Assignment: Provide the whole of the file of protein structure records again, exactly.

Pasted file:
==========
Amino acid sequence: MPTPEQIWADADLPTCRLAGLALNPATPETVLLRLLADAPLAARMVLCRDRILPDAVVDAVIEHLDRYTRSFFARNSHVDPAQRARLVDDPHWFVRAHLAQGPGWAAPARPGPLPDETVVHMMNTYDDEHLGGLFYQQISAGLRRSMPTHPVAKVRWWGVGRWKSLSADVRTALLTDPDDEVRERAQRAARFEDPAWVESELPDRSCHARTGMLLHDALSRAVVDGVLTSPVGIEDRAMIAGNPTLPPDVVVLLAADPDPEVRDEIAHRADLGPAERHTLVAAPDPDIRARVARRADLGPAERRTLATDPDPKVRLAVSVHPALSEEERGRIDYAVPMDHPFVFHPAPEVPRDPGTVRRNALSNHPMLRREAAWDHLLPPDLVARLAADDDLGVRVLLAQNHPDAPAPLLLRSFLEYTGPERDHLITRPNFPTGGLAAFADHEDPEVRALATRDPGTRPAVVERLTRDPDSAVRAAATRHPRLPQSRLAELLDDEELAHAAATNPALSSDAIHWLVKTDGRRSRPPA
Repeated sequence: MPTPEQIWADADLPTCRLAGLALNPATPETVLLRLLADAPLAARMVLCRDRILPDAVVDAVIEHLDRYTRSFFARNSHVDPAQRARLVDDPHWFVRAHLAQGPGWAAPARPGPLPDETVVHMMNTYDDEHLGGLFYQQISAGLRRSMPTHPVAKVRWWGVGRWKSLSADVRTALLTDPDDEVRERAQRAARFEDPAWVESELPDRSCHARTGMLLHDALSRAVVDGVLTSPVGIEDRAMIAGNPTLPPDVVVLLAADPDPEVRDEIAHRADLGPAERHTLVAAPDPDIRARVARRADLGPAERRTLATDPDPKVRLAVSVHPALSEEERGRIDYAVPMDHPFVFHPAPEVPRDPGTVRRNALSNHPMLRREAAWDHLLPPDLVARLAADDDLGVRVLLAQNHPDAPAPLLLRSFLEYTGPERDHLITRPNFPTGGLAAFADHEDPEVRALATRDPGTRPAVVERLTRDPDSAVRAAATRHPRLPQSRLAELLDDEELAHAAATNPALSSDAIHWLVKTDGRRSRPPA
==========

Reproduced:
Amino acid sequence: MPTPEQIWADADLPTCRLAGLALNPATPETVLLRLLADAPLAARMVLCRDRILPDAVVDAVIEHLDRYTRSFFARNSHVDPAQRARLVDDPHWFVRAHLAQGPGWAAPARPGPLPDETVVHMMNTYDDEHLGGLFYQQISAGLRRSMPTHPVAKVRWWGVGRWKSLSADVRTALLTDPDDEVRERAQRAARFEDPAWVESELPDRSCHARTGMLLHDALSRAVVDGVLTSPVGIEDRAMIAGNPTLPPDVVVLLAADPDPEVRDEIAHRADLGPAERHTLVAAPDPDIRARVARRADLGPAERRTLATDPDPKVRLAVSVHPALSEEERGRIDYAVPMDHPFVFHPAPEVPRDPGTVRRNALSNHPMLRREAAWDHLLPPDLVARLAADDDLGVRVLLAQNHPDAPAPLLLRSFLEYTGPERDHLITRPNFPTGGLAAFADHEDPEVRALATRDPGTRPAVVERLTRDPDSAVRAAATRHPRLPQSRLAELLDDEELAHAAATNPALSSDAIHWLVKTDGRRSRPPA
Repeated sequence: MPTPEQIWADADLPTCRLAGLALNPATPETVLLRLLADAPLAARMVLCRDRILPDAVVDAVIEHLDRYTRSFFARNSHVDPAQRARLVDDPHWFVRAHLAQGPGWAAPARPGPLPDETVVHMMNTYDDEHLGGLFYQQISAGLRRSMPTHPVAKVRWWGVGRWKSLSADVRTALLTDPDDEVRERAQRAARFEDPAWVESELPDRSCHARTGMLLHDALSRAVVDGVLTSPVGIEDRAMIAGNPTLPPDVVVLLAADPDPEVRDEIAHRADLGPAERHTLVAAPDPDIRARVARRADLGPAERRTLATDPDPKVRLAVSVHPALSEEERGRIDYAVPMDHPFVFHPAPEVPRDPGTVRRNALSNHPMLRREAAWDHLLPPDLVARLAADDDLGVRVLLAQNHPDAPAPLLLRSFLEYTGPERDHLITRPNFPTGGLAAFADHEDPEVRALATRDPGTRPAVVERLTRDPDSAVRAAATRHPRLPQSRLAELLDDEELAHAAATNPALSSDAIHWLVKTDGRRSRPPA